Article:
Go on take a look, carefully from the side and with the cannon supported in your hand, interesting!

Remember no foot no horse 😉

A Perfect Hoof ? Simplyhorses vet clinic golden rules

Horse Podiatry: Where Do we start on a Hoof Care Program.

One of the most common questions I get asked by both farriers and clients at the Podiatry Clinic is how can I improve my horses feet. So I offer some basic guidelines below and I will expand on this over time. This whole process has been made easier with the purchase and use of mobile digital x-ray equipment.
Remember the most important factor in this is a good relationship between the vet and farrier. austin cloud The farrier must be fully involved and committed remember the breakfast of bacon and eggs, the chicken was involved but the pig was committed 😉
It is difficult to give general guidelines as each horse is different but when I asses any horse these basics go through my mind:

I try to  move the start of break over back to approximately under the tip of P3 or ideally in practice @ 6 mm in front; the point here is to make it easier for P3 to rotate around the end of P2; without radiographs to go by, in the average foot I halve the distance between the apex of the frog and outer surface of the hoof wall at the toe or also go @ 1 to 2 cm in front of the point of the frog as a guide, and either start a gentle roll at that halfway point (barefoot horse) or choose and place the shoe so that the start of break over is located about there (shod horse), ideally using natural balance shoes. Again the devil is in the detail so be careful.

It is important to  trim/shoe so that the bulk of the load is borne on the rear two-thirds of the foot (generally, from the apex of the frog back, this is found by trimming carefully at the point of the frog so you get the true apex);  this involves trimming so that the bearing surface extends as far back under the heel bulbs as is possible with that foot on that day (“to the widest part of the frog” is a good general guide, although it’s not always possible to get there in one trimming, as each horses foot differs)

In my hands accurate lateral radiographs are very useful in these cases and in an ideal world I would x-ray a clients horse front feet at lease once per year to monitor, more if we have any problems. However the x-rays must be accurate and taken carefully.  You do not shoe the radio-graphs you shoe the horse, but they can be very useful guidance aids for your foot care professionals.

I also include a general assessment of the horse’s posture and movement patterns, his occupation, his fitness programme, his past history and his owner’s expectations for him / her , etc.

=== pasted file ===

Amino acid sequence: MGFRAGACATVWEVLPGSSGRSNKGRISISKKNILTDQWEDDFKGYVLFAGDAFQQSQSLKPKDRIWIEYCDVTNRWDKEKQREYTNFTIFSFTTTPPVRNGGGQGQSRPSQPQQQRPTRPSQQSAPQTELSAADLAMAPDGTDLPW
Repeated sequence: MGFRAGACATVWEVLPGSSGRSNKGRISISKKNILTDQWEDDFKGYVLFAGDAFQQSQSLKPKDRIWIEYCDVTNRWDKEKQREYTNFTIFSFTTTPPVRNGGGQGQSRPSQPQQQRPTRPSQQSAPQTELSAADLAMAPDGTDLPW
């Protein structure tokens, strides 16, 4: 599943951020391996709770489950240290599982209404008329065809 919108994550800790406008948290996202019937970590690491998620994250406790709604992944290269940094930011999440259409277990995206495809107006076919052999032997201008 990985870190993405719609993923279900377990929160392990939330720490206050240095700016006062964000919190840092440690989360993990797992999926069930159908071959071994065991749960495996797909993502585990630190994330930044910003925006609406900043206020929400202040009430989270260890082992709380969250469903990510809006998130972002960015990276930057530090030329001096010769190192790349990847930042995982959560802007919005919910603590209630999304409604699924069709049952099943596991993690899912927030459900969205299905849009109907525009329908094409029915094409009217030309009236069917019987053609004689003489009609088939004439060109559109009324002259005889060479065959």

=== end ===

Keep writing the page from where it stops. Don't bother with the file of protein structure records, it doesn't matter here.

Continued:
Over time (usually just a couple of months if it’s done correctly), these feet start to develop more robust heels and generally better digital mechanics. However this is an ongoing process.


The picture below shows the new digital processor at the Podiatry Clinic enabling high quality radiographs to be obtained at the clients stables.

Computed Equine Radiography

Computed Equine Radiography

Worming Your Horse: Do It Properly Ask Your Vet!

A recent Study shows no resistance to moxidectin – 04/06/2009

A European study to evaluate the efficacy of the key anthelmintic molecules in treating equine cyathostomins has confirmed that resistance is developing against all of them, with the exception of moxidectin.

The study focused specifically on the molecules fenbendazole, pyrantel, ivermectin and moxidectin.

Resistance to fenbendazole was highlighted as a particular issue with 80 per cent of the yards tested in the UK and Germany showing resistance. Resistance to pyrantel also proved to be increasingly prevalent while cases of ivermectin resistance were emerging.

A small redworm larva The Fort Dodge-sponsored study, the largest of its kind so far undertaken, took place during 2008 and was led by scientific teams from veterinary faculties in Italy and Germany. It was based on Faecal Egg Count Reduction Tests (FECRTs) of 1,704 horses at 102 yards in Italy, Germany and the UK. The calculation of FECR data was performed employing bootstrap analysis of group arithmetic means.

The study concluded that:

* The testing of fenbendazole in a total of 80 yards showed resistance present in more than 80 per cent of the UK and German yards and in 38 per cent of Italian yards;
* Pyrantel was tested in all 102 yards with resistance being found in 25 per cent of yards in all three countries;
* Resistance to ivermectin was significantly lower with resistance found in only one yard in Italy and two in the UK from a total of the 102 yards tested;
* No resistance to moxidectin was detected in any yard in any country;
* Multiple resistance to fenbendazole and pyrantel or ivermectin was identified in all three countries, with one yard in the UK found to have resistance to fenbendazole, pyrantel and ivermectin.